### Identifying Chirp Rate

Consider again the Fourier transform of a complex Gaussian in (10.27):

 (11.33)

Setting gives

 (11.34)

The log magnitude Fourier transform is given by

 (11.35)

and the phase is

 (11.36)

Note that both log-magnitude and (unwrapped) phase are parabolas in .

In practice, it is simple to estimate the curvature at a spectral peak using parabolic interpolation:

We can write

Note that the window amplitude-rate'' is always positive. The chirp rate'' may be positive (increasing frequency) or negative (downgoing chirps). For purposes of chirp-rate estimation, there is no need to find the true spectral peak because the curvature is the same for all . However, curvature estimates are generally more reliable near spectral peaks, where the signal-to-noise ratio is typically maximum. In practice, we can form an estimate of from the known FFT analysis window (typically close to Gaussian'').

#### Chirplet Frequency-Rate Estimation

The chirp rate may be estimated from the relation as follows:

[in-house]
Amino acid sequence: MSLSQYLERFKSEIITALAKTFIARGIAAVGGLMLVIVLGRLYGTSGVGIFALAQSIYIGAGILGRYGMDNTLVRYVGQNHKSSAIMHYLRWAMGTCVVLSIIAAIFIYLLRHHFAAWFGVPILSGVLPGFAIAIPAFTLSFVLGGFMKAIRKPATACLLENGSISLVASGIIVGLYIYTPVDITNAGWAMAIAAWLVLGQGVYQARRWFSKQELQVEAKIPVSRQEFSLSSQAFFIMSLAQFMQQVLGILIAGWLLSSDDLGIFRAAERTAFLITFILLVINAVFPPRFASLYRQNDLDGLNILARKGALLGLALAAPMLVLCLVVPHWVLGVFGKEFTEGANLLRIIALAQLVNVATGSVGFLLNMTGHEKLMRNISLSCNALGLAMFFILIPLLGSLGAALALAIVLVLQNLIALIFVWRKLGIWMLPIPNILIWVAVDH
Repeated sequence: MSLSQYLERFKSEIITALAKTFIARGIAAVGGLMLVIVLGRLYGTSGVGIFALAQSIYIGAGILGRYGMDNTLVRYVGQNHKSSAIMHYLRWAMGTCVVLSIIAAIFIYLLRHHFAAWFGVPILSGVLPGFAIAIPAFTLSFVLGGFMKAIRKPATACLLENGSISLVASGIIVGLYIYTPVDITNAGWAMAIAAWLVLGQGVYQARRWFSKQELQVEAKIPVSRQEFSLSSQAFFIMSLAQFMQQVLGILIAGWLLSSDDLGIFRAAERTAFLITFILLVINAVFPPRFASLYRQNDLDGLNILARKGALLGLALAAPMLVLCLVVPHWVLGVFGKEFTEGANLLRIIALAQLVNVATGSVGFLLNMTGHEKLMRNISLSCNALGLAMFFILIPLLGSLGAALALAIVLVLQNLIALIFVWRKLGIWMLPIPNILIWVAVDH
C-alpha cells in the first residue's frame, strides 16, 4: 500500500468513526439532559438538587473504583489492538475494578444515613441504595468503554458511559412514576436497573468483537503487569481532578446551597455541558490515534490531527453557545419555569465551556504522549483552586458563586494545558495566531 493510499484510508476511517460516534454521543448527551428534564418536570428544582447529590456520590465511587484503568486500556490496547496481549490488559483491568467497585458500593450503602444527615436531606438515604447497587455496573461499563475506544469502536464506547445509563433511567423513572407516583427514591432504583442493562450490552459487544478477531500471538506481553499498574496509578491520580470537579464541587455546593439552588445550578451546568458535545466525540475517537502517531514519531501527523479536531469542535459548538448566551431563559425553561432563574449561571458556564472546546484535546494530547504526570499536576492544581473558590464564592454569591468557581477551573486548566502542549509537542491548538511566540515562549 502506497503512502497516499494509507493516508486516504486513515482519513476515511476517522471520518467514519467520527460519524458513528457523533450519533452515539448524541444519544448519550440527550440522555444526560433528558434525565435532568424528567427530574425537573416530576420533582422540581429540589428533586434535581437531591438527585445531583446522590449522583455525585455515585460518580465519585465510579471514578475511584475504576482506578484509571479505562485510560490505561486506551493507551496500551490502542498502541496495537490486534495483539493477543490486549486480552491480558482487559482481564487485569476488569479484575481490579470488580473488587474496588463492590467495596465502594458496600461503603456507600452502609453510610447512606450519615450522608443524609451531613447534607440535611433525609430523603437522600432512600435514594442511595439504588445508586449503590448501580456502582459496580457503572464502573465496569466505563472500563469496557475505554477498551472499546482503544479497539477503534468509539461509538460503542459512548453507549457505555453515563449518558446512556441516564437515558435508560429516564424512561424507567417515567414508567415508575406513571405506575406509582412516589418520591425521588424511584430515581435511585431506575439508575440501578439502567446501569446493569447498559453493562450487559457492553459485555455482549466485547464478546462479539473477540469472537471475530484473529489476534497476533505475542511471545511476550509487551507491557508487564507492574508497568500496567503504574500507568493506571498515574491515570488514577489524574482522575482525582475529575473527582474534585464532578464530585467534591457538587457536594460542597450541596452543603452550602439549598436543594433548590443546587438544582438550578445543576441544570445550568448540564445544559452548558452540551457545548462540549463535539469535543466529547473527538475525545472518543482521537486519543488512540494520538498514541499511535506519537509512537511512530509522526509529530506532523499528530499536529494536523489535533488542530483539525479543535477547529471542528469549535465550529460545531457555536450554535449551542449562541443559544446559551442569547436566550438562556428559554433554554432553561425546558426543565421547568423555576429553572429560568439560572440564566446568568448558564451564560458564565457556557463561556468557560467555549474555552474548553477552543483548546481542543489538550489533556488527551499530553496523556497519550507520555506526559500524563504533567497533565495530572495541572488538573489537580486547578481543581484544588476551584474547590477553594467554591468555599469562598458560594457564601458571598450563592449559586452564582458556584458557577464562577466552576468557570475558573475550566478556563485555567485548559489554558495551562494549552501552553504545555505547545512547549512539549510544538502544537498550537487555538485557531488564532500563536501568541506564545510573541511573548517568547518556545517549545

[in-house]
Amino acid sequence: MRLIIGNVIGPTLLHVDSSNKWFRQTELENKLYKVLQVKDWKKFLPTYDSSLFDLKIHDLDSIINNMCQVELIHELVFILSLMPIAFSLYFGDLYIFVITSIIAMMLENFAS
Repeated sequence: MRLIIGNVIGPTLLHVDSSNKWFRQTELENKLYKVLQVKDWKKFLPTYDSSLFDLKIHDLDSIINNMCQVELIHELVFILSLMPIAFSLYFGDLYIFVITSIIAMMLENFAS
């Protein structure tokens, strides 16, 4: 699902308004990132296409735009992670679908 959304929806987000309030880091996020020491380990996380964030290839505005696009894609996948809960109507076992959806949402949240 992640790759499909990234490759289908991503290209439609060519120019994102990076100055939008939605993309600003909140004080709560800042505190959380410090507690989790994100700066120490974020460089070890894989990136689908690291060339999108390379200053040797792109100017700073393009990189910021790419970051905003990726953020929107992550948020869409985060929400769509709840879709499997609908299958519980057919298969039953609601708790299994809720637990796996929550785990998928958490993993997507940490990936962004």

• Let denote the measured (or known) curvature at the midpoint of the analysis window .

• Let and denote weighted averages of the measured curvatures and along the log-magnitude and phase of a spectral peak, respectively.

• Then the chirp-rate estimate may be estimated from the spectral peak by

#### Simulation Results

Figure 10.24 shows the waveform of a Gaussian-windowed chirp (chirplet'') generated by the following matlab code:

fs = 8000;
x = chirp([0:1/fs:0.1],1000,1,2000);
M = length(x);
n=(-(M-1)/2:(M-1)/2)';
w = exp(-n.*n./(2*sigma.*sigma));
xw = w(:) .* x(:);


Figure 10.25 shows the same chirplet in a time-frequency plot. Figure 10.26 shows the spectrum of the example chirplet. Note the parabolic fits to dB magnitude and unwrapped phase. We see that phase modeling is most accurate where magnitude is substantial. If the signal were not truncated in the time domain, the parabolic fits would be perfect. Figure 10.27 shows the spectrum of a Gaussian-windowed chirp in which frequency decreases from 1 kHz to 500 Hz. Note how the curvature of the phase at the peak has changed sign.

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Modulated Gaussian-Windowed Chirp